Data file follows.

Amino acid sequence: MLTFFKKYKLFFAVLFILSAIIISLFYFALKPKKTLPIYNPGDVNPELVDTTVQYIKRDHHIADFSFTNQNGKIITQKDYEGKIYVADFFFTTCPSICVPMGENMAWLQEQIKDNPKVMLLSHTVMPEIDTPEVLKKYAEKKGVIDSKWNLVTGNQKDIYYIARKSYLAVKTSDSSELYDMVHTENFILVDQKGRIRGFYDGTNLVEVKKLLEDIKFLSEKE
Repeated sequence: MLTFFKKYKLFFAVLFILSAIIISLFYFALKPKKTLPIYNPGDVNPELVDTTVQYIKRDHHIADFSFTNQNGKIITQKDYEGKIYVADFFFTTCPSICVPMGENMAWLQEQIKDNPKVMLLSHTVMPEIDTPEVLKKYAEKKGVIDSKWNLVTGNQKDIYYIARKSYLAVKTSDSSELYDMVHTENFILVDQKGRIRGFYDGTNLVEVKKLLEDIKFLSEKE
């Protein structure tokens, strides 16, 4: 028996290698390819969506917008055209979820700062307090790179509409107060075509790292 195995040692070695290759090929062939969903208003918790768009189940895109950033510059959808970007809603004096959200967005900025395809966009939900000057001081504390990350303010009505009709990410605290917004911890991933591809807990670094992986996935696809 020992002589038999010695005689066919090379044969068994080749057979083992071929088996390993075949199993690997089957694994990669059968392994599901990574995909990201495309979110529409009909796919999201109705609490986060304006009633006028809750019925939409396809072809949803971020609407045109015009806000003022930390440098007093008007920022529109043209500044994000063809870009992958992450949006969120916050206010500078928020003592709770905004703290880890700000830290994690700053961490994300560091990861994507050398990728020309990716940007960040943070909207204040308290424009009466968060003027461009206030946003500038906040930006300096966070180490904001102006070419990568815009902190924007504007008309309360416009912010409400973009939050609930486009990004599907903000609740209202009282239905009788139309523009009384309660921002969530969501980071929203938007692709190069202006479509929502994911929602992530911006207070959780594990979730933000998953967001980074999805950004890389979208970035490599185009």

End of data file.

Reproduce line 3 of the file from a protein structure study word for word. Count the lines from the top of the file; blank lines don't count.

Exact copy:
């Protein structure tokens, strides 16, 4: 028996290698390819969506917008055209979820700062307090790179509409107060075509790292 195995040692070695290759090929062939969903208003918790768009189940895109950033510059959808970007809603004096959200967005900025395809966009939900000057001081504390990350303010009505009709990410605290917004911890991933591809807990670094992986996935696809 020992002589038999010695005689066919090379044969068994080749057979083992071929088996390993075949199993690997089957694994990669059968392994599901990574995909990201495309979110529409009909796919999201109705609490986060304006009633006028809750019925939409396809072809949803971020609407045109015009806000003022930390440098007093008007920022529109043209500044994000063809870009992958992450949006969120916050206010500078928020003592709770905004703290880890700000830290994690700053961490994300560091990861994507050398990728020309990716940007960040943070909207204040308290424009009466968060003027461009206030946003500038906040930006300096966070180490904001102006070419990568815009902190924007504007008309309360416009912010409400973009939050609930486009990004599907903000609740209202009282239905009788139309523009009384309660921002969530969501980071929203938007692709190069202006479509929502994911929602992530911006207070959780594990979730933000998953967001980074999805950004890389979208970035490599185009």